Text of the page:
YOU ARE HERE: LAT HomeCollections

Governor Vetoes Funds for Library Restoration

July 09, 1987|DENISE HAMILTON | Times Staff Writer

Hopes that the former Eagle Rock Library might be renovated anytime soon as a community center were dashed this week when Gov. George Deukmejian vetoed a $238,000 restoration grant in the 1987-88 state budget.

It was the third time that state funds to renovate the library have been denied. Two earlier attempts to get state money failed to make it out of legislative committee, but Eagle Rock residents and officials felt the measure stood a good chance this year because it passed both the state Senate and the Assembly.

But, on Tuesday, Deukmejian slashed $663 million in projects statewide before signing a $45-billion state budget for the fiscal year that began July 1.

The Eagle Rock library restoration funds were part of a local assistance package for the Department of Recreation and Parks that Deukmejian reduced from $14.8 million to $1.6 million.

In a written statement, the governor said the projects lacked "significant statewide priority" and were not "of a critical or urgent nature requiring immediate funding."

Local officials greeted the veto with dismay.

"Now we will have to regroup and see what other avenues, if any, are open to us," Los Angeles City Councilman Richard Alatorre said.

Officials Backed Effort

Alatorre represents Eagle Rock and worked closely with the office of state Sen. Art Torres (D-Los Angeles) in support of restoration.

A spokesman for Torres said the senator might consider asking for special legislation to authorize the renovation. He added that Torres planned to meet with Alatorre on the matter.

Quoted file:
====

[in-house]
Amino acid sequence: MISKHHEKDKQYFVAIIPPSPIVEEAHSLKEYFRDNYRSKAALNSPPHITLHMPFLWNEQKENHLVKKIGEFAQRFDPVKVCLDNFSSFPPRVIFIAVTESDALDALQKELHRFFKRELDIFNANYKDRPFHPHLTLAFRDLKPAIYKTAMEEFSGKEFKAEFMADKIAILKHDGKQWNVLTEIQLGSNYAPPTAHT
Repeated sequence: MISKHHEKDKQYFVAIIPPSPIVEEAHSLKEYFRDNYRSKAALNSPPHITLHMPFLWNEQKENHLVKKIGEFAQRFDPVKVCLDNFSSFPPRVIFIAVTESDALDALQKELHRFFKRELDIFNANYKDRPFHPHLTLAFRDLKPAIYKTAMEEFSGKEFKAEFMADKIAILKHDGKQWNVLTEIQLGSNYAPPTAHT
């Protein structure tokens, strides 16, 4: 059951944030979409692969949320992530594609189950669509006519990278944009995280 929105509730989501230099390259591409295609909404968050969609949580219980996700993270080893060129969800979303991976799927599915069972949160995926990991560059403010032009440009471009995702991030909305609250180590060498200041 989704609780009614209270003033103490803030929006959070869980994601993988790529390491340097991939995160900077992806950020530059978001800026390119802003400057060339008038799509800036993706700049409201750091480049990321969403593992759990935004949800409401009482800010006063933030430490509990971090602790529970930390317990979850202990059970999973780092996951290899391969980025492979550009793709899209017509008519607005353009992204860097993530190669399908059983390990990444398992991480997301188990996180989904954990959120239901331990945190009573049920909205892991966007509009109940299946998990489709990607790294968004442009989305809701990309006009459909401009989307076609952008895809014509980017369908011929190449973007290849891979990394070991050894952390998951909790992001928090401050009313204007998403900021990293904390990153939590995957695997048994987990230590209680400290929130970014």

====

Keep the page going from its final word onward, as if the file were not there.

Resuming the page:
Eagle Rock's library moved to new, larger quarters in 1981 after the original building in the 2200 block of Colorado Boulevard, a 62-year-old structure styled after a Spanish mission, failed to meet new earthquake requirements.

The building has been empty since the move, gathering dust and home only to occasional transients.

Declared a Landmark

In 1983 the City of Los Angeles declared it a cultural-historic landmark, making it eligible for state and federal funding. But no money has been forthcoming.

Officials and local residents would like to renovate the two-story, 6,500-square-foot facility for community use, perhaps as a senior center or cultural gallery.

That is in keeping with the library's history. In the past, the library's basement often housed dance and music recitals. There is also a small garden and an upstairs room that opens onto an outdoor patio.

Los Angeles Times Articles